The conclusions that the authors came to were that an isolated breeding pond on its own is not able to sustain a long term population. In order for a population to remain stable, a female must reproduce at least one male and female offspring. Calculating the numbers, at least 18.2% of the juvenile population would have to survive in order to maintain population stability.

Because less than 50% of the population bred at the pond more than once, the authors also considered the test area as a sink habitat rather than a source habitat meaning the population at the pond was not a major one.

Although the data was well prepared and the paper well written, there are some problems with this paper. First, the authors did not study the salamanders in their terrestrial habitats. They even say that a greater focus should be put on the time salamanders spend in terrestrial areas as the population greatly decreases during that time. There could be many different evolutionary factors which play into the overall fitness of the salamanders as their size was proven to be a neglible factor. These factors could be selected for or against in the terrestrial habitats.

Another problem was that the drift fence was ineffective at times. During flooding, the salamanders were able to climb over the fence, effectively escaping capture and observation. This could have skewed the mortality, return, trespassing and breeding rates that the authors gathered over the seven year period. Mortality and survivorship were also hard to determine because adults chose to skip breeding in certain years, which could have also yielded incorrect data.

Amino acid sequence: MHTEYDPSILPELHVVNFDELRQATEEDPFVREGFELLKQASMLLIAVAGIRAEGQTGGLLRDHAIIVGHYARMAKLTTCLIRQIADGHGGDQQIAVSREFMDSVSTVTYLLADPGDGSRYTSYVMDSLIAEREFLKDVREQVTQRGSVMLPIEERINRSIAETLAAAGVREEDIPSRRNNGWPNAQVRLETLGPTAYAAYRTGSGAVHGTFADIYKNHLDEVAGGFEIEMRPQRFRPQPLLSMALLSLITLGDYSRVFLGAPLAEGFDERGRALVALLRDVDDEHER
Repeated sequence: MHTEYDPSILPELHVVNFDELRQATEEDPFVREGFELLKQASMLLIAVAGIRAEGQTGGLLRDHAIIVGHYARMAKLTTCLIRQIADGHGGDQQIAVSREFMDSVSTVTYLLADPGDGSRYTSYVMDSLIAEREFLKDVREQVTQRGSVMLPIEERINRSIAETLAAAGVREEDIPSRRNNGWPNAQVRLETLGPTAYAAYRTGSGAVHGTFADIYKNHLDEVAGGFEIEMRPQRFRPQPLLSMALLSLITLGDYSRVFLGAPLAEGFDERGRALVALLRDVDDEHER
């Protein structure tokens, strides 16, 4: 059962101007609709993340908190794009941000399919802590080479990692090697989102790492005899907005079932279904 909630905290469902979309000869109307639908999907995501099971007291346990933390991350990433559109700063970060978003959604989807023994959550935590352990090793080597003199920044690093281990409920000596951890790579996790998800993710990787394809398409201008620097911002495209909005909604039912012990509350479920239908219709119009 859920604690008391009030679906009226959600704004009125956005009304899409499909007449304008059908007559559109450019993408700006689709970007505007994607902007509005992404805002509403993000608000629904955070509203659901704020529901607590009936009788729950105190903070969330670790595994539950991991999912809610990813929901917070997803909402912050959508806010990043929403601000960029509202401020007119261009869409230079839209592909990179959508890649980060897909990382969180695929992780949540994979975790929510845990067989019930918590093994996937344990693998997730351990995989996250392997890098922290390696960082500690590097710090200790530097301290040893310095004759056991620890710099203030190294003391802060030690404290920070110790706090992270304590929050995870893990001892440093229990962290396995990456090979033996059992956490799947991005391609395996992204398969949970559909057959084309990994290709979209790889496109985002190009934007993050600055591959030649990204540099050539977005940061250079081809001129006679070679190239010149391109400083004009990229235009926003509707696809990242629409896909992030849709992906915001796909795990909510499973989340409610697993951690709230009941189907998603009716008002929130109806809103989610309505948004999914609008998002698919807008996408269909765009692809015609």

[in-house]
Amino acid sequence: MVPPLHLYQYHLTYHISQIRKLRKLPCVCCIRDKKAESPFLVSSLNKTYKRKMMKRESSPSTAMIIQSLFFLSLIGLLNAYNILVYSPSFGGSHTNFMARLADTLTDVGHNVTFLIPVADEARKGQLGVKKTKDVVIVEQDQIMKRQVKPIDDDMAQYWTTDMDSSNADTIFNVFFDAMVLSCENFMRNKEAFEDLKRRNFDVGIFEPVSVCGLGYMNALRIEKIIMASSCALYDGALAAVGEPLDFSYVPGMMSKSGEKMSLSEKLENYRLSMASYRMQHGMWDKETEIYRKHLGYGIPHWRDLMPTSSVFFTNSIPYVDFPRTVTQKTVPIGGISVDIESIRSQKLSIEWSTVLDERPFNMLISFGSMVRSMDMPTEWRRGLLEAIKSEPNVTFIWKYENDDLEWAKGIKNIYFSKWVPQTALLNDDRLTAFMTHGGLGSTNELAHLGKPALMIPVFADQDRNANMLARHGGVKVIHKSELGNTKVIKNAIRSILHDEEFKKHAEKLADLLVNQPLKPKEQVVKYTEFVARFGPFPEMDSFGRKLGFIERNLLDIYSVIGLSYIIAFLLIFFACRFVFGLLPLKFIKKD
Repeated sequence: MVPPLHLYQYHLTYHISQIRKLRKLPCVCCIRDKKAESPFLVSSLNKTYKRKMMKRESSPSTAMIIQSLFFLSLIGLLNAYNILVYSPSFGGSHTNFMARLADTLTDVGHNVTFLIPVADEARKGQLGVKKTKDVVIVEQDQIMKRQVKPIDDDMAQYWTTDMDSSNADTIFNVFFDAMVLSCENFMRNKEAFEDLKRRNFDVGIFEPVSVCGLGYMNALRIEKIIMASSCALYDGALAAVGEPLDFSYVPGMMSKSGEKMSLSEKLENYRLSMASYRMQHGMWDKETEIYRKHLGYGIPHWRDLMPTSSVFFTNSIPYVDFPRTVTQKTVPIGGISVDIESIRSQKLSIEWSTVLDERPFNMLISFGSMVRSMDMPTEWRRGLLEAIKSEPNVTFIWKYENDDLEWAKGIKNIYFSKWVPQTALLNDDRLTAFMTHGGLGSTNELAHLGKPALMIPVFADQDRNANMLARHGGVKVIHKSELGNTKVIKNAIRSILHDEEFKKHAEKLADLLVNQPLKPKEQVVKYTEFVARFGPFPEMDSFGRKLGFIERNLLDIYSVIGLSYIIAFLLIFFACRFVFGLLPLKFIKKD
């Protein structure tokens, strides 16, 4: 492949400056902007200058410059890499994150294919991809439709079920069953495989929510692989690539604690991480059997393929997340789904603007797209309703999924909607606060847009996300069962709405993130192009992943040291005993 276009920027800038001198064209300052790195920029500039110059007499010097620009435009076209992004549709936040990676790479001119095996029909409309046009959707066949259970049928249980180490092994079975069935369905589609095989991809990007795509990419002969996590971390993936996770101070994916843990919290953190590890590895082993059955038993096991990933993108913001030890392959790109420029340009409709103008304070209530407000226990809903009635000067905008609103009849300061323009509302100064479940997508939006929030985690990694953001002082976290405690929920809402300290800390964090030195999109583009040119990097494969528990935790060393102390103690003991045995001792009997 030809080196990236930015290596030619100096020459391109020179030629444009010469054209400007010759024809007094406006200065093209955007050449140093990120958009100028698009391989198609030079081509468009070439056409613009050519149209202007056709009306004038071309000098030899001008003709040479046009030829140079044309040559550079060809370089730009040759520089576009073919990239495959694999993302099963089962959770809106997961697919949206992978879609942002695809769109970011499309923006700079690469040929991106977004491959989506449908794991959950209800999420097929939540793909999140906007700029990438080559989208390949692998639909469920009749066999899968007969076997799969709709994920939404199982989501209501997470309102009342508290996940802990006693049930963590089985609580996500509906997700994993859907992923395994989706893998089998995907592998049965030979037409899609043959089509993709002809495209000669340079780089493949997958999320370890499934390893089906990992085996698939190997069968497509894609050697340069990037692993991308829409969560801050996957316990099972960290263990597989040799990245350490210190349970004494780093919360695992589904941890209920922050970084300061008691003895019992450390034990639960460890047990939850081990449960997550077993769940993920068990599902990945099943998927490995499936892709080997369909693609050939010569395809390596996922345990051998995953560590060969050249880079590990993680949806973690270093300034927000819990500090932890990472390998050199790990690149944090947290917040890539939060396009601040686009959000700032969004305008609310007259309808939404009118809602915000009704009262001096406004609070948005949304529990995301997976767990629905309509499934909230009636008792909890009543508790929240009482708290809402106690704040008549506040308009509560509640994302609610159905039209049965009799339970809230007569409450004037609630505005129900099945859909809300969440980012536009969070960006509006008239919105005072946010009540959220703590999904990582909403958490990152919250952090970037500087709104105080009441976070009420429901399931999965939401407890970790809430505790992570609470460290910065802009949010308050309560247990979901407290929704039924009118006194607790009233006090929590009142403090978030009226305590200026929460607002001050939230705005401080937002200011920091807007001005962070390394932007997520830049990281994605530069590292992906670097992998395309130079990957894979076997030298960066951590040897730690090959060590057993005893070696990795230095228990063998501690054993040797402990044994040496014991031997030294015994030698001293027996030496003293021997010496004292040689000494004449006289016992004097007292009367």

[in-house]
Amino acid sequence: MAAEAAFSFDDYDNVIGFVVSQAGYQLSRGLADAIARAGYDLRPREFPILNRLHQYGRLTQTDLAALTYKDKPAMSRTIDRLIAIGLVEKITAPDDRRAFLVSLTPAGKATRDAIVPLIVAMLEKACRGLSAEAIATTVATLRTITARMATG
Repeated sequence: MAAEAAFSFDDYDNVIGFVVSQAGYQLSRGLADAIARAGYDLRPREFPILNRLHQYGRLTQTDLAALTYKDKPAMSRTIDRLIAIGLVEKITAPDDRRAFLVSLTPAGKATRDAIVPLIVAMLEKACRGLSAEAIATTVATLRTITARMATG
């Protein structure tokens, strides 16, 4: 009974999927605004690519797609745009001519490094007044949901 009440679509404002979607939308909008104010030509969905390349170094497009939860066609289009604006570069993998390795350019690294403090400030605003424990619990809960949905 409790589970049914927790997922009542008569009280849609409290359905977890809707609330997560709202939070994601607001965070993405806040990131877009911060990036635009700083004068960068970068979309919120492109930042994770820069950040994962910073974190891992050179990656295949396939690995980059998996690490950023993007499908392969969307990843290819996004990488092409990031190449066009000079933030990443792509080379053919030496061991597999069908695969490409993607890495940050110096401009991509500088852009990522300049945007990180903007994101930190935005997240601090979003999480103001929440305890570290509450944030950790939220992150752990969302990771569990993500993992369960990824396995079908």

Even when they were captured, the authors had to use skeletochronology at times when the salamanders were unmarked or immigrants from the other ponds. Although the authors found that there was little error, this is still considered a new form of data analysis and is still unproven.

The authors chose to use skeletochronology because it was quicker and tagging the salamanders seemed to cause an increase in mortality. This assumption was made because the authors found they recaptured a greater amount of salamanders that were untagged in comparison to tagged salamanders.

That being said, this paper is still well done. Because less attention is given to amphibians in juvenile and adult stages of life as well as in their terrestrial habitats, there was not much precedent for the authors to draw from. By looking at what was done correctly and incorrectly in this study other researchers can formulate better experiments. This paper was a step in the right direction for the study of amphibians in the later stages of life and helped to show that all facets of life as well as all habitats should be studied in order to better understand a species.


Trenham, P.C., Bradley Shaffer, H., Koenig, W.D., Stromberg, M.R. (2000). Life History and Demographic Variation in the California Tiger Salamander (Ambystoma californiense). Copeia, 2000(2), 365. DOI: 10.1643/0045-8511(2000)000[0365:LHADVI]2.0.CO;2